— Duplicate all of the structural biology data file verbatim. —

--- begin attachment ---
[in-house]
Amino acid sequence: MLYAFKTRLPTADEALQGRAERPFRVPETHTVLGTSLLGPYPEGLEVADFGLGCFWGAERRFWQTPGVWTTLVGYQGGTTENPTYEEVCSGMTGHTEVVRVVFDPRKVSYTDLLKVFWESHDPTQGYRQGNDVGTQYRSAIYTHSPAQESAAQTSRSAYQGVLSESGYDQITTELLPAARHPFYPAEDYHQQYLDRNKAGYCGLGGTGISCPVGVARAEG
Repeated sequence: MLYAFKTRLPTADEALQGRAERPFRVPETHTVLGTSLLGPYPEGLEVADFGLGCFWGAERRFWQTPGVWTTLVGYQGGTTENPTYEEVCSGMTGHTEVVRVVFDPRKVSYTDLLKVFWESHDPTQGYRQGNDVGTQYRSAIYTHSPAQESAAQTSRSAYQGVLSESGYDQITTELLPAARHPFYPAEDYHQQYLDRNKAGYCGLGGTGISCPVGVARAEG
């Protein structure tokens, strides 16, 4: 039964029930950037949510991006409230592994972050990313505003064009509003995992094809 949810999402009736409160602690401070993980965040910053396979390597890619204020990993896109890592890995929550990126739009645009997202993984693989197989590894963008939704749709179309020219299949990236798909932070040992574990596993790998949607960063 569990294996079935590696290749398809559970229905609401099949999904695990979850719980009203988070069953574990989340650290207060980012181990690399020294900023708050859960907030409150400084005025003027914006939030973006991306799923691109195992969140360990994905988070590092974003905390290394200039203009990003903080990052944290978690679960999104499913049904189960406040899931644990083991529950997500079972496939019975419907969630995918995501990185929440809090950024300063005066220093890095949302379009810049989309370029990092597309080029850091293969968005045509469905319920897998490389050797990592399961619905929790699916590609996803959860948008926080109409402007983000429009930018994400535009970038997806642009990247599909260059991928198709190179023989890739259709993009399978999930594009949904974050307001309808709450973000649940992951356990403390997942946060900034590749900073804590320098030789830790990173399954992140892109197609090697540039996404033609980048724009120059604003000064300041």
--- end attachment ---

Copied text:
[in-house]
Amino acid sequence: MLYAFKTRLPTADEALQGRAERPFRVPETHTVLGTSLLGPYPEGLEVADFGLGCFWGAERRFWQTPGVWTTLVGYQGGTTENPTYEEVCSGMTGHTEVVRVVFDPRKVSYTDLLKVFWESHDPTQGYRQGNDVGTQYRSAIYTHSPAQESAAQTSRSAYQGVLSESGYDQITTELLPAARHPFYPAEDYHQQYLDRNKAGYCGLGGTGISCPVGVARAEG
Repeated sequence: MLYAFKTRLPTADEALQGRAERPFRVPETHTVLGTSLLGPYPEGLEVADFGLGCFWGAERRFWQTPGVWTTLVGYQGGTTENPTYEEVCSGMTGHTEVVRVVFDPRKVSYTDLLKVFWESHDPTQGYRQGNDVGTQYRSAIYTHSPAQESAAQTSRSAYQGVLSESGYDQITTELLPAARHPFYPAEDYHQQYLDRNKAGYCGLGGTGISCPVGVARAEG
């Protein structure tokens, strides 16, 4: 039964029930950037949510991006409230592994972050990313505003064009509003995992094809 949810999402009736409160602690401070993980965040910053396979390597890619204020990993896109890592890995929550990126739009645009997202993984693989197989590894963008939704749709179309020219299949990236798909932070040992574990596993790998949607960063 569990294996079935590696290749398809559970229905609401099949999904695990979850719980009203988070069953574990989340650290207060980012181990690399020294900023708050859960907030409150400084005025003027914006939030973006991306799923691109195992969140360990994905988070590092974003905390290394200039203009990003903080990052944290978690679960999104499913049904189960406040899931644990083991529950997500079972496939019975419907969630995918995501990185929440809090950024300063005066220093890095949302379009810049989309370029990092597309080029850091293969968005045509469905319920897998490389050797990592399961619905929790699916590609996803959860948008926080109409402007983000429009930018994400535009970038997806642009990247599909260059991928198709190179023989890739259709993009399978999930594009949904974050307001309808709450973000649940992951356990403390997942946060900034590749900073804590320098030789830790990173399954992140892109197609090697540039996404033609980048724009120059604003000064300041």